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Security is a key factor in developing many enterprise applications. Indeed, if you handle sensitive data or offer restricted services, you need a clearly defined security policy for your application and a framework that enforces it; you cannot let individual programmers guarantee that their code is safe. Server platforms such as J2EE (Java 2 Platform, Enterprise Edition) normally include some infrastructure to provide declarative security for your application components, usually via a role-based access-control system. Such systems do effectively move application security issues away from the programmer.
However, in some situations a security policy may define application-specific business rules beyond the declarative security model's scope. For an EJB-based (Enterprise JavaBeans) application, usually your only alternative is to place security code directly in the EJB business methods -- undesirably mixing business and security logic. The open source, J2EE-compliant JBoss application server offers a convenient proxy-based architecture for factoring out such custom security code into separate, configurable objects. In this article, I outline pressing reasons why you should use custom security, why you should keep it out of your business code, and how you can employ JBoss security proxies to secure your applications.
Note: You can download the source code examples for this article from the Resources section below.
As any article or book on the subject will tell you, a key area of application security is user-activity authorization: how do you control access to the components and services that your application offers? Once the system authenticates a user (typically by logging in with a name and password), it must check his every subsequent action to ensure that he has the necessary permissions. Most systems control access using a role-based mechanism -- they define a number of roles for the application, assign each user a subset of these roles, and specify the permissions in terms of the roles.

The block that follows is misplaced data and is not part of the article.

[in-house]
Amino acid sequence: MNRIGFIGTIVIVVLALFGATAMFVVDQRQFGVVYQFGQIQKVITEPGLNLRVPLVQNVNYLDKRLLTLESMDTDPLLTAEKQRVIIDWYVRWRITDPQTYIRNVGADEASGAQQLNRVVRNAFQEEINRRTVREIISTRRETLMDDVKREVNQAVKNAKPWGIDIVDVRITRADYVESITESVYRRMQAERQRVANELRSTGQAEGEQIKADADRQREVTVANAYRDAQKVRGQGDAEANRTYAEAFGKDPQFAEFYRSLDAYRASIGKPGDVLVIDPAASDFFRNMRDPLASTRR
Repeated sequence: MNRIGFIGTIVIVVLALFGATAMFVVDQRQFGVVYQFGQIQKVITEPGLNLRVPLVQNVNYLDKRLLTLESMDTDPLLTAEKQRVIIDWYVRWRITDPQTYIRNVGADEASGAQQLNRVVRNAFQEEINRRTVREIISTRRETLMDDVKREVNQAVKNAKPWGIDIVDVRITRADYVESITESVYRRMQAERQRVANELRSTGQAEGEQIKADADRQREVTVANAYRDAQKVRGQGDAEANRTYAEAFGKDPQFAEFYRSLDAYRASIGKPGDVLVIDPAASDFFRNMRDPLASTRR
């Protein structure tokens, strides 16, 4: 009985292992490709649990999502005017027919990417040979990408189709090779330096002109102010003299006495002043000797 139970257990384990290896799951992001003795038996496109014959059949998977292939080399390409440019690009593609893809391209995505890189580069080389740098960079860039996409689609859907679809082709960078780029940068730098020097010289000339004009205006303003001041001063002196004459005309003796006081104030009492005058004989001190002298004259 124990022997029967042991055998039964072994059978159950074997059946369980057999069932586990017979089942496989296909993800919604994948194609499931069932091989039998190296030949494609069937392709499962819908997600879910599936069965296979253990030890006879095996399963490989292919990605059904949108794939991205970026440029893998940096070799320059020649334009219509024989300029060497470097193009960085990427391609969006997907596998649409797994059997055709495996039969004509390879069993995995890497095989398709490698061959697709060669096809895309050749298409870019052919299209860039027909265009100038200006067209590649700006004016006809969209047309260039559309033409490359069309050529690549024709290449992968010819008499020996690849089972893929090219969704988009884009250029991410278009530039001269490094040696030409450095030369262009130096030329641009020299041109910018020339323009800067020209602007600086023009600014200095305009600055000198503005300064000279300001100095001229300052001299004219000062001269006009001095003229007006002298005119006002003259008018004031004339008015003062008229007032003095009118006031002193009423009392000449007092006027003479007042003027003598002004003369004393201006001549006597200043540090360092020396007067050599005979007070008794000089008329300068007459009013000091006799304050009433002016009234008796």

With such a mechanism, you delegate to the infrastructure -- in our case, a J2EE server -- the responsibility for applying the controls. The J2EE specification defines how to set up an application's roles and how to apply access controls to its services. To apply this mechanism to EJBs, you specify which roles can call which methods on a particular interface. When an EJB method is invoked on a user's behalf, then, before the invocation takes place on the bean implementation, the container checks whether the user has one of the roles required to call the method. If he doesn't, it raises a security exception and the method isn't called.
This all takes place outside the application code. The application's XML configuration files specify the security permissions, while the application server's security infrastructure defines the usernames and their associated roles. Scott Stark's "Integrate Security Infrastructures with JBossSX" (JavaWorld, August 2001) explains how to set up a typical J2EE application's security with JBossSX, and introduces the JAAS (Java Authentication and Authorization Service) architecture that JBoss uses to implement its security services. (I'd also like to thank Scott for providing useful feedback on this current article.)